Romans 15:30 - Now I beseech you, brethren, for the Lord Jesus Christ’s sake, and for the love of the Spirit, that ye strive together with me in your prayers to God for me;

2 Corinthians 1:11 - Ye also helping together by prayer for us, that for the gift bestowed upon us by the means of many persons thanks may be given by many on our behalf.

2 Corinthians 8:4 - Praying us with much intreaty that we would receive the gift, and take upon us the fellowship of the ministering to the saints.

2 Corinthians 9:14 - And by their prayer for you, which long after you for the exceeding grace of God in you.

2 Corinthians 13:7 - Now I pray to God that ye do no evil; not that we should appear approved, but that ye should do that which is honest, though we be as reprobates.

Ephesians 1:16 - Cease not to give thanks for you, making mention of you in my prayers;

Ephesians 6:18 - Praying always with all prayer and supplication in the Spirit, and watching thereunto with all perseverance and supplication for all saints;

Colossians 1:9 - For this cause we also, since the day we heard it, do not cease to pray for you, and to desire that ye might be filled with the knowledge of his will in all wisdom and spiritual understanding;

Colossians 4:3 - Withal praying also for us, that God would open unto us a door of utterance, to speak the mystery of Christ, for which I am also in bonds:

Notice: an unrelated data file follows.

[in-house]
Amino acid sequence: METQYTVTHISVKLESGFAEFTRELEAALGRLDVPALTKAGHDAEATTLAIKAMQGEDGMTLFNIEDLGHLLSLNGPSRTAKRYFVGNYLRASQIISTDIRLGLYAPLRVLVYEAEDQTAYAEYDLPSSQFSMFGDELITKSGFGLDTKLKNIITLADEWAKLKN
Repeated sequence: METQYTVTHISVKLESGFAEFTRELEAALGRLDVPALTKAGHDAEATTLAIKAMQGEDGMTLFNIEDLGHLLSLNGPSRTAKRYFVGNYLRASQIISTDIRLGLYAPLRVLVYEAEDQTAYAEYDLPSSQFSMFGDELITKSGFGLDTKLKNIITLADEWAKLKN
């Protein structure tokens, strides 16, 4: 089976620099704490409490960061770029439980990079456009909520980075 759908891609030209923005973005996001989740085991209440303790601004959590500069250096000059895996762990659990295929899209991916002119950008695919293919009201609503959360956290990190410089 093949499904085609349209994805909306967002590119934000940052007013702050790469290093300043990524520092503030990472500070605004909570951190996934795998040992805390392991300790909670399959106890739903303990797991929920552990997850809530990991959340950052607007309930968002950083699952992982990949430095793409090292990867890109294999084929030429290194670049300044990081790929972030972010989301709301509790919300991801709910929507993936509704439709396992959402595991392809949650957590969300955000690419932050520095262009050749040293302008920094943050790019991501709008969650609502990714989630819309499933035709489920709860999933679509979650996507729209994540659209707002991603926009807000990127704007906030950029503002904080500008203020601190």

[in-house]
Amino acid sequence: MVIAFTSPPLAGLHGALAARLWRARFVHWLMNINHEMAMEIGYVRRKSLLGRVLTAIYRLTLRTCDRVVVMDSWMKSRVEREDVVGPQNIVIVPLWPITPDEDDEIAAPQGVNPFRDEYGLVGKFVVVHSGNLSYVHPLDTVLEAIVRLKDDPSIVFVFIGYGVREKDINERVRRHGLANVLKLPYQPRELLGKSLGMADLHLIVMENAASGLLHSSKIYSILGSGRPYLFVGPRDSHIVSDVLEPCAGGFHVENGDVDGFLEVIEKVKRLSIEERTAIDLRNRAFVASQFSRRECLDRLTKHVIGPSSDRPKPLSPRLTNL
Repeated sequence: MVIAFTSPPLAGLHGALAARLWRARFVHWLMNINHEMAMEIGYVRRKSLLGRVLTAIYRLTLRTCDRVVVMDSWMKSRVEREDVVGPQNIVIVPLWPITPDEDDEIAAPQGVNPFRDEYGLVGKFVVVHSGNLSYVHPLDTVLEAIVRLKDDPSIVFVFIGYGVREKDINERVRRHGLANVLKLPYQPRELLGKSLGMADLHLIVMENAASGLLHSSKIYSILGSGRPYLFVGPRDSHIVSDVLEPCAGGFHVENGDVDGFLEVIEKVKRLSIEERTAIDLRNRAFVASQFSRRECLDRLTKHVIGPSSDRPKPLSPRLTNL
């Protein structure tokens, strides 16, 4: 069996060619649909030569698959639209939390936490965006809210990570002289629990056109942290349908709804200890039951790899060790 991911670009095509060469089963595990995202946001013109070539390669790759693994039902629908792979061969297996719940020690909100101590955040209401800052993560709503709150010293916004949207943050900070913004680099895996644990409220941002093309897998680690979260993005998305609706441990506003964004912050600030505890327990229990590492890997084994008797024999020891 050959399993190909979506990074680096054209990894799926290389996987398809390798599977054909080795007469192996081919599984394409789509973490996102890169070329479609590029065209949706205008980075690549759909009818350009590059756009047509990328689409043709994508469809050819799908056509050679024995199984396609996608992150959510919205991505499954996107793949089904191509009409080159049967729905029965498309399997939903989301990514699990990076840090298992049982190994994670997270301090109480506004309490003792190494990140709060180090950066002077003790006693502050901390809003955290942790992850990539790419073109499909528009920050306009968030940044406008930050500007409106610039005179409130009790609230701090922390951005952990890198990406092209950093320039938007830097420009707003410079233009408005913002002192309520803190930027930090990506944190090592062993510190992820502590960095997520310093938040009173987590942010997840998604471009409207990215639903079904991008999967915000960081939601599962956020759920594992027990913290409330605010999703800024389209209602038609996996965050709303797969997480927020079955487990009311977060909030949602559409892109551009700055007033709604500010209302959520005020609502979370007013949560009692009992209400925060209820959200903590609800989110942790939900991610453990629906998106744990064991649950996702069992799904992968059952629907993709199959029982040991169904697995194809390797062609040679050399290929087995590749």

1 Thessalonians 1:2 - We give thanks to God always for you all, making mention of you in our prayers;

1 Thessalonians 5:25 - Brethren, pray for us.

2 Thessalonians 1:11 - Wherefore also we pray always for you, that our God would count you worthy of this calling, and fulfil all the good pleasure of his goodness, and the work of faith with power:

2 Thessalonians 3:1 - Finally, brethren, pray for us, that the word of the Lord may have free course, and be glorified, even as it is with you:

1 Timothy 2:1 - I exhort therefore, that, first of all, supplications, prayers, intercessions, and giving of thanks, be made for all men;

2 Timothy 1:3 - I thank God, whom I serve from my forefathers with pure conscience, that without ceasing I have remembrance of thee in my prayers night and day;

Philemon 1:4 - I thank my God, making mention of thee always in my prayers,

Hebrews 13:18 - Pray for us: for we trust we have a good conscience, in all things willing to live honestly.


#6

[quote=MariaG]Hi Edwin,